If link i connect two nodes say node a and b, then i is said to be bi-directional if the traffic can flow from a to b or from b to a Generally, links in communications arm bi-directional and flows in network flow programming are directional. For bi-directional links, we associate variables x and z to represent flows in opposite direction.
The problem of routing can be described as a system of linear relationships as follows
As noted earlier, the assumption that all links and commodities use the same unit of bandwidth is too restrictive. For example, a network may have links that have bandwidth available in units of DS1 while others may have bandwidth available only in DS3; yet others may have speeds in units of OC12 and so on. Similarly, some traffic trunks may be DS1 or DS3 or OC12 etc. A key constraint is that a traffic trunk can only be routed over links with speed greater than the speed of the traffic trunk. For example, a DS3 trunk can only be routed over links that have speeds equivalent to DS3 or higher.
To remove the simplifying assumption of multi-commodity model that all commodities require same amount of bandwidth. We refine the definition of commodity. By this definition, a commodity is not only defined by the ingress node, but also the bandwidth required by the trunks in the commodity. We further define
To prevent routing a traffic trunk on links that have smaller bandwidth, we can remove such links from the node-arc incidence matrix and commodity flow vectors. However, for the sake of simplicity of the symbolic representation we define
By fixing appropriate elements in x and z the invention prevents routing commodity k on links that are not eligible for commodity k. By introducing the coefficients Ψk and Γi, in (4), the invention normalizes the resource requirements per unit of flow of traffic trunks and link bandwidth in terns of μ. The flow coefficients Ψk work like multipliers that translate a unit of flow of commodity k, with bandwidth κk, into a unit of flow of multiple of bandwidth μ. Similarly, Γi tabulates the bandwidth of link i into a multiple of bandwidths μ.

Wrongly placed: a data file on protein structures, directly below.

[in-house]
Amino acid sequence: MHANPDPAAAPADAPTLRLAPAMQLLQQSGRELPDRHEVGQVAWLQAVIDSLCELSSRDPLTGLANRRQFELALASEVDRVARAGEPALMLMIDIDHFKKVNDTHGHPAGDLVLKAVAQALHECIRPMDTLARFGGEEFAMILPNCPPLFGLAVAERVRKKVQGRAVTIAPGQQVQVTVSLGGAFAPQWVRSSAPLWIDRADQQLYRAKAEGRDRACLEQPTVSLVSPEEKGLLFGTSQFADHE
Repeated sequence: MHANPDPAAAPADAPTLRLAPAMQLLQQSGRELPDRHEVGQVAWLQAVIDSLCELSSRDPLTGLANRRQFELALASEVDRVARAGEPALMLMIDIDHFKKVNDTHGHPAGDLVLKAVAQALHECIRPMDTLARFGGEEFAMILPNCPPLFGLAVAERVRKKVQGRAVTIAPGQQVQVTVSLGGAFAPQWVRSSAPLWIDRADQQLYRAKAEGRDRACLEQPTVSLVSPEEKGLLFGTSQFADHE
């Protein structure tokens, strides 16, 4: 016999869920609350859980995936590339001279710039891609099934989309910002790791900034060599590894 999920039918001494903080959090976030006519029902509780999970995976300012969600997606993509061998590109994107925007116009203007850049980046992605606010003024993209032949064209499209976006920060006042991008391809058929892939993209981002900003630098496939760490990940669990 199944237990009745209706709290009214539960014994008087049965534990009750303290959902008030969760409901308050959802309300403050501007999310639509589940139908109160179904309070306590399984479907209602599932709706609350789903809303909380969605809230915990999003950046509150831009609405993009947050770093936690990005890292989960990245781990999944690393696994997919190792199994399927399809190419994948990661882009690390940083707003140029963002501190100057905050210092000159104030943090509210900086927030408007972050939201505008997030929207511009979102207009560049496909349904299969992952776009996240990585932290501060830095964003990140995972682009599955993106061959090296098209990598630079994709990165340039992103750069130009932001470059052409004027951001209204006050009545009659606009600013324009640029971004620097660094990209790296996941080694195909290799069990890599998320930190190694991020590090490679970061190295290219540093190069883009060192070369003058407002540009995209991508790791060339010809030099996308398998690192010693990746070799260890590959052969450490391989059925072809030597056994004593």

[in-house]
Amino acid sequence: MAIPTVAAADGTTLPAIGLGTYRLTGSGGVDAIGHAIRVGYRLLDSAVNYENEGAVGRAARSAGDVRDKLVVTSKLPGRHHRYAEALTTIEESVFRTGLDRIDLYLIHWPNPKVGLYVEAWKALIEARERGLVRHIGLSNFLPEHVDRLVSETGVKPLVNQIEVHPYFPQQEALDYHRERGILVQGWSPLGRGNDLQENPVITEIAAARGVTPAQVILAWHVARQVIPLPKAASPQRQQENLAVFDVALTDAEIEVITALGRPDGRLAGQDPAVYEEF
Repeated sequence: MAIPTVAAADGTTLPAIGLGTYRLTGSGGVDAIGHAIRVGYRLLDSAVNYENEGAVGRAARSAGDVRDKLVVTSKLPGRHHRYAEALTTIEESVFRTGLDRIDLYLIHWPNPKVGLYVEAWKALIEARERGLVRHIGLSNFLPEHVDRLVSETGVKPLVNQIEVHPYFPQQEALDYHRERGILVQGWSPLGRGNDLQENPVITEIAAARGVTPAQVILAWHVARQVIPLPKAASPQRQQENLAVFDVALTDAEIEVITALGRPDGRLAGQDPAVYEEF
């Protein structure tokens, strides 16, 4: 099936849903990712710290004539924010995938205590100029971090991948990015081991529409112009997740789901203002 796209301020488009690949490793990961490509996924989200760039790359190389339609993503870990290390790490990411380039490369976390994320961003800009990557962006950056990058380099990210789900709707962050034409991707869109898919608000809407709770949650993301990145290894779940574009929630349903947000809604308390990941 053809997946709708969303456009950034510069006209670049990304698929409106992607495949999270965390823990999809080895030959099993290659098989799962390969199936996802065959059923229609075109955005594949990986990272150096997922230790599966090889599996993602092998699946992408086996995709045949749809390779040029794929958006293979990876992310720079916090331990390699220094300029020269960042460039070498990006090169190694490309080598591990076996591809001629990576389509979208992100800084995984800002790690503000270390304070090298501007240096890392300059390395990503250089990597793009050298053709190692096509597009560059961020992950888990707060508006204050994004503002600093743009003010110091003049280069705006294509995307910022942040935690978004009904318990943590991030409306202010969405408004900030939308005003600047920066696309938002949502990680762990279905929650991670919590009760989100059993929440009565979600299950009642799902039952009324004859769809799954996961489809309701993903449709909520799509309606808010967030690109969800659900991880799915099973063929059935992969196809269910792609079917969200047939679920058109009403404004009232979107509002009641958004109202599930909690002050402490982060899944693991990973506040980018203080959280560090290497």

If L is a set of links in the network, N is the set of nodes in the network and T is the set of commodities where each commodity includes all the traffic trunks with a particular ingress node. As a first step to map the problem on the mathematical model, a directed graph is generated from the set of nodes and links in the given communications network. Generally, links in a communications network are bi-directional (traffic can move in either direction) therefore two directional arcs, one in each direction, are used to represent a bi-directional link.
Routing Solution Process
The process by which the invention generates optimal routing solution will now be described. The mathematical model that is to be solved is an integer program, which is a NP-complete. Therefore, any algorithm that solves such a problem may search for the optimal solution for an indefinite amount of time. The invention provides an algorithm that quickly finds a solution, then iteratively improves the solution. The algorithm can be stopped at any time to retrieve the best solution found thus far.
As shown in
The algorithm used in the preferred embodiment to solve the mathematical model above is now described below in pseudocode and shown in FIG. 6.
We begin by:
In step 92, if the commodity ID is less than or equal to the total number of commodities, the process proceeds to step 96, otherwise, the process ends at step 94. In step 96, the arc capacity is set by first setting the u variable to the bandwidth of the traffic pair identified by the commodity ID. Additionally, for each link, the variable b is set to the total bandwidth of the link; the variable y is set to the load on the link; and the c variable is set to b-y divided by u and then rounded down to the nearest integer. The arc capacity is then set to c.
In step 98, a network simplex algorithm is used to solve the maximum flow problem for the commodity.
Step 100 then updates the link load by setting the u variable to the bandwidth of the traffic pair. Moreover, for each link, the f variable is set to the total flow on the arcs representing the link, while the y variable is set to the load on the link. Additionally, the load on the link is set to u times f plus y.
The routes taken by the commodity are then mapped in the digraph on the traffic trunk over the communications network in step 102. The commodity ID is then incremented in step 104 and the process starts back over in step 92.
It is understood that several modifications, changes and substitutions are intended in the foregoing disclosure and in some instances some features of the invention will be employed without a corresponding use of other features. Accordingly, it is appropriate that the appended claims be construed broadly and in a manner consistent with the scope of the invention.